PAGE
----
Chinese authorities have prosecuted 11 people for smuggling $119 million worth of Mexican totoaba fish swim bladders, one of the country’s biggest busts related to the trafficking of an endangered species used in traditional medicine.
Mexico has urged China for years to crack down on totoaba smuggling over fears that illegal fishing operations in the Gulf of California are also killing off the world’s smallest porpoise, the near-extinct vaquita marina.
The Jiangmen city procuratorate in southern Guangdong province said the 11 people are suspected of smuggling nearly 20,000 swim bladders worth more than 800 million yuan ($119 million) from Mexico.
The group of smugglers, led by an individual named Liang Weihua, transported the fish parts in “large quantities” and sold them to consumers in China.
“This crime lasted for more than three years,” said the Guangdong-based procuratorate, a legal supervision agency, on its website.
The smuggling route involved a number of neighbouring countries, including Cambodia, Laos, and Vietnam, it said, adding that the case is currently under further investigation.
The critically endangered totoaba fish has been in steep decline since the 1940s, largely because of its reputed healing powers in Chinese medicine.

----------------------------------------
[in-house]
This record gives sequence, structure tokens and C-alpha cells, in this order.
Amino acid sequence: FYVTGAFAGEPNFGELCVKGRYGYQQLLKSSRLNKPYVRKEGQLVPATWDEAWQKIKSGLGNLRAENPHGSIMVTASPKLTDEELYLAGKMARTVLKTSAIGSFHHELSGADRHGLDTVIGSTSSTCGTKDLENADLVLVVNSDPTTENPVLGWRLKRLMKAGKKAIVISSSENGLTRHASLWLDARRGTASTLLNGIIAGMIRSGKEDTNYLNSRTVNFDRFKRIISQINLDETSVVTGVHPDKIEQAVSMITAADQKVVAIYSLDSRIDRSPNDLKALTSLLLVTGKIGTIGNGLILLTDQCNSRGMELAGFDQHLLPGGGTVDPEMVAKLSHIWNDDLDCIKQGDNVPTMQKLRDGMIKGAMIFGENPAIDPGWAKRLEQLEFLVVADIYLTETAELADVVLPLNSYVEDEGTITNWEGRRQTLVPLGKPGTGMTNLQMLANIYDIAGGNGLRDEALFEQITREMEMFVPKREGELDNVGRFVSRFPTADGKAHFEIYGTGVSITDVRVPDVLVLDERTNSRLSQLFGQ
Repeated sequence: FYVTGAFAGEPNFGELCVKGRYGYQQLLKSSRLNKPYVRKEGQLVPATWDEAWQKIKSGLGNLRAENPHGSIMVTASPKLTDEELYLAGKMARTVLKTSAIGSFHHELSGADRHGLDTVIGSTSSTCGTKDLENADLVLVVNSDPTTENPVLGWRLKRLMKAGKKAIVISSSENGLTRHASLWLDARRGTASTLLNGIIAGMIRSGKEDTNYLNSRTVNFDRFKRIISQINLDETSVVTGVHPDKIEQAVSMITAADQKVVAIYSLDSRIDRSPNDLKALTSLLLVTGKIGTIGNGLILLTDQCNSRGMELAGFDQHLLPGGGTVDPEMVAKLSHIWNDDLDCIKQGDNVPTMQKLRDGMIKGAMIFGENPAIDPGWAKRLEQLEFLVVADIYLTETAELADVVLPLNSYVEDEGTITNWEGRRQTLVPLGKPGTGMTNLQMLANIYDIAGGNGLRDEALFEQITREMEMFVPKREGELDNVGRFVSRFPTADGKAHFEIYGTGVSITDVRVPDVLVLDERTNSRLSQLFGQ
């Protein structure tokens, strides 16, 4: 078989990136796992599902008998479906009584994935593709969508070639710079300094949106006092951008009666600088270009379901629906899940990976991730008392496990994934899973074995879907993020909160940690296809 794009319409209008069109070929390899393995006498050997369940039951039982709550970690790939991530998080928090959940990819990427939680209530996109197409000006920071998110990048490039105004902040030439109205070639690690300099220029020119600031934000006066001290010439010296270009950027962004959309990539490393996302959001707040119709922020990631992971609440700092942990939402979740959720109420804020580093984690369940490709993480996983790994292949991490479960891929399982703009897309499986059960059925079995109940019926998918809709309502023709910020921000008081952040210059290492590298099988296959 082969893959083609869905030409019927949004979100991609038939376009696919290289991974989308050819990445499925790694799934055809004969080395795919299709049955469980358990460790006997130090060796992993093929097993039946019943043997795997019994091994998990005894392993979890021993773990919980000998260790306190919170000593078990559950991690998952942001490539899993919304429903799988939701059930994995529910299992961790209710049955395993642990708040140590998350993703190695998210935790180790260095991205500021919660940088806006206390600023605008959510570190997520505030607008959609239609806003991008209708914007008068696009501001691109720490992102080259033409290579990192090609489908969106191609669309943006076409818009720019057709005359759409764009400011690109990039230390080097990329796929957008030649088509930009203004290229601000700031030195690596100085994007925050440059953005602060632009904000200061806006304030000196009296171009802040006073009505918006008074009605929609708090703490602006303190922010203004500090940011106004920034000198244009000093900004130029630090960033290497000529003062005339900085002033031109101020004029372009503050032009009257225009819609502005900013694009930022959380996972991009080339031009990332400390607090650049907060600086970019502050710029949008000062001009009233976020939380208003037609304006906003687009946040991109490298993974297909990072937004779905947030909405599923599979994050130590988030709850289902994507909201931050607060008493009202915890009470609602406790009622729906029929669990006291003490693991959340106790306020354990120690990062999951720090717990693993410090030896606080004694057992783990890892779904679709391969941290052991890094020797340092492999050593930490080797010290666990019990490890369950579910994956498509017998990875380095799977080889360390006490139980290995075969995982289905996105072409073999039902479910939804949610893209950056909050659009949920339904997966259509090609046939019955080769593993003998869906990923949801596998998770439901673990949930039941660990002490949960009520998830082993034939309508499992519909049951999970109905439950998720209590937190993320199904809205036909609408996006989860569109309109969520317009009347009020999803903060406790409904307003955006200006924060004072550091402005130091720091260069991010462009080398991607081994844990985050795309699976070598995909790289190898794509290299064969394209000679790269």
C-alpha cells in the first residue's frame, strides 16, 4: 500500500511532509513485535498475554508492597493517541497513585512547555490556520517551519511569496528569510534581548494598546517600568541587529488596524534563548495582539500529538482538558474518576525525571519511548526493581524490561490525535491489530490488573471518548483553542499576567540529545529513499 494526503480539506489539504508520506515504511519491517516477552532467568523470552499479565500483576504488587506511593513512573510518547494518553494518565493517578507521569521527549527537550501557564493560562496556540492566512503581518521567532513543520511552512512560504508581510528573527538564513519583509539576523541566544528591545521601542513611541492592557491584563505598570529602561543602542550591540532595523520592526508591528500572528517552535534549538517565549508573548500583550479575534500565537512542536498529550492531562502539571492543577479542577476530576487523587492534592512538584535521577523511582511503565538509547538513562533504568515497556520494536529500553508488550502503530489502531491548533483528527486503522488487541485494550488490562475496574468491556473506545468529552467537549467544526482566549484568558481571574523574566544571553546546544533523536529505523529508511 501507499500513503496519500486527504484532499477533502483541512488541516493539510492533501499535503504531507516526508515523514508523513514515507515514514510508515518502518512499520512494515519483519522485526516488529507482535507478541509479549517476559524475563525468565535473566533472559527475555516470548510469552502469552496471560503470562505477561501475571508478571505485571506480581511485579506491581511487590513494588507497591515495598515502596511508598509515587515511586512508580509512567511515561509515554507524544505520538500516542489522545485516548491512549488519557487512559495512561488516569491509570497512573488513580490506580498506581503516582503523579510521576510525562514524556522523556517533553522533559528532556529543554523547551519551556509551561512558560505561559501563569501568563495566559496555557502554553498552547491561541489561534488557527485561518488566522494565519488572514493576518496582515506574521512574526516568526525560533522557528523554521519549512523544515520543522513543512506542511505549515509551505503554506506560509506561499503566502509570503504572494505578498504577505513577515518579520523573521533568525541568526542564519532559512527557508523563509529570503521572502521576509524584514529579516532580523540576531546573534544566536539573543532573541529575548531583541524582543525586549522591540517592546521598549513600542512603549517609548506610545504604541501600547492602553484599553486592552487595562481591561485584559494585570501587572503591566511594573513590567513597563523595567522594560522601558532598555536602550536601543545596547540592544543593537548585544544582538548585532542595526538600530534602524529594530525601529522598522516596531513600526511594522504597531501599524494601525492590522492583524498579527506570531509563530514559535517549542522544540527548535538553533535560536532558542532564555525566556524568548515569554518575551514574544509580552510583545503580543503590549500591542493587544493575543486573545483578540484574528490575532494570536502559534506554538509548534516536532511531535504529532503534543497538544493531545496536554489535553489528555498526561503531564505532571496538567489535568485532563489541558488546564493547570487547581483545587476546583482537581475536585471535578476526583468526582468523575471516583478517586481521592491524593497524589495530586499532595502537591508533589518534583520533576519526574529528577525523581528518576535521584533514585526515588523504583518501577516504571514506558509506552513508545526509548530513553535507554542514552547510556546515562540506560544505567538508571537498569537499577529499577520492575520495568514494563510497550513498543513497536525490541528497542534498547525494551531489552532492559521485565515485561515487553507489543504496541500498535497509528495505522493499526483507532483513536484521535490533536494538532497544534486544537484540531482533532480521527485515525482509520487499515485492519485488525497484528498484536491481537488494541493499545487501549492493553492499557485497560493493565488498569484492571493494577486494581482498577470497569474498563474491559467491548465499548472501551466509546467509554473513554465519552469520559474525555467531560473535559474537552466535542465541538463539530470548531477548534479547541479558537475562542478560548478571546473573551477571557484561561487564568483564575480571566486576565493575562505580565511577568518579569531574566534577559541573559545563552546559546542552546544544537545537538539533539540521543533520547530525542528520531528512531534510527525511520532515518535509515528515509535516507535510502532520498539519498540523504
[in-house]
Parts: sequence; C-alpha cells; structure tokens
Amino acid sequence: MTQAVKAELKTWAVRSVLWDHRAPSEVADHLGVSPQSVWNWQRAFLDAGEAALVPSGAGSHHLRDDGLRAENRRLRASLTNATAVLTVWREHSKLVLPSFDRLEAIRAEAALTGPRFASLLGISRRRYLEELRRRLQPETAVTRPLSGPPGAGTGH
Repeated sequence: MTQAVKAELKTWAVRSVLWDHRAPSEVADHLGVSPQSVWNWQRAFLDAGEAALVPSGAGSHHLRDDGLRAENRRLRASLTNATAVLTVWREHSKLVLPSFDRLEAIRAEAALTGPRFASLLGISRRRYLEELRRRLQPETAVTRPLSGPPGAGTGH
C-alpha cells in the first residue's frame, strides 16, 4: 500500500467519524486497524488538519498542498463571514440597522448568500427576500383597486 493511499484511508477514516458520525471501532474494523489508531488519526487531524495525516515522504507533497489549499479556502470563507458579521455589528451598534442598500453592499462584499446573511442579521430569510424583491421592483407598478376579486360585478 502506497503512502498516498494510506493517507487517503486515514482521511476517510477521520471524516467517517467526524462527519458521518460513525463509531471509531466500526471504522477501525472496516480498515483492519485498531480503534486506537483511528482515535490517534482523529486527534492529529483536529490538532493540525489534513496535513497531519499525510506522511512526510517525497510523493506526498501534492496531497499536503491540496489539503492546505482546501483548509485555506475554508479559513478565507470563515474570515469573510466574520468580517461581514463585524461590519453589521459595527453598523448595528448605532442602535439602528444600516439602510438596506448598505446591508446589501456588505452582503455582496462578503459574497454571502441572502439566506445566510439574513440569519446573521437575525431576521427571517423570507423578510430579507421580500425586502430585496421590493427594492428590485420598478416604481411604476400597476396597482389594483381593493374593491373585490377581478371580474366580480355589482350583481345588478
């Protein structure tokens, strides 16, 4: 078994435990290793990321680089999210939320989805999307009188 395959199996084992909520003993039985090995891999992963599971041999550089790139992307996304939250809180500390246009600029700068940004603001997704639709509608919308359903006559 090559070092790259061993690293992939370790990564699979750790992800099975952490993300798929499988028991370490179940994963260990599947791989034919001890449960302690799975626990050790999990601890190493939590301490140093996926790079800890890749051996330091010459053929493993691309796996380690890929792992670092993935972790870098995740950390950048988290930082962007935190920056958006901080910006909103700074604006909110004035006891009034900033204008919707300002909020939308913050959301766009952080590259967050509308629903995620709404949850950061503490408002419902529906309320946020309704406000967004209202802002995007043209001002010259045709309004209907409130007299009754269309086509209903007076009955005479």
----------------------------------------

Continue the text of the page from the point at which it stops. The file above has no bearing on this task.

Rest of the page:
The fish’s swim bladder can fetch up to $20,000 on the black market in China, where it is believed to have beautifying properties and cure a host of ailments, from arthritis pain to discomfort during pregnancy.
In fact, they are so prized that some Chinese simply display them in fancy cases in their homes.
The Mexican navy and environmentalists patrol the Gulf of California to detect illegal fishing. Environmental group Sea Shepherd said its sea patrols were attacked this earlier this year, with one ship getting hit with rocks and firebombs thrown by dozens of people in 20 boats in February.
The nets are believed to claim a collateral victim, the vaquita marina, which like the totoaba is endemic to the Gulf of California and is near extinction.
Though China has made efforts to crack down on the sale of illegal wildlife products, smuggling continues as demand is still fuelled by a thriving black market.
Pangolin populations, for instance, have been ravaged by a surge in demand, particularly in mainland China, and are one of the most heavily trafficked mammals in the world.
Last month, Hong Kong officials unveiled a record eight tonnes of pangolin scales found in a container from Nigeria, as the timid animal continues to be sought after for its meat and unproven medicinal properties.
In November, China said it postponed a controversial decision to partially lift a 1993 ban on trading tiger bones and rhinoceros horns, following criticism from conservationists likening the decision to signing a death warrant for the endangered species.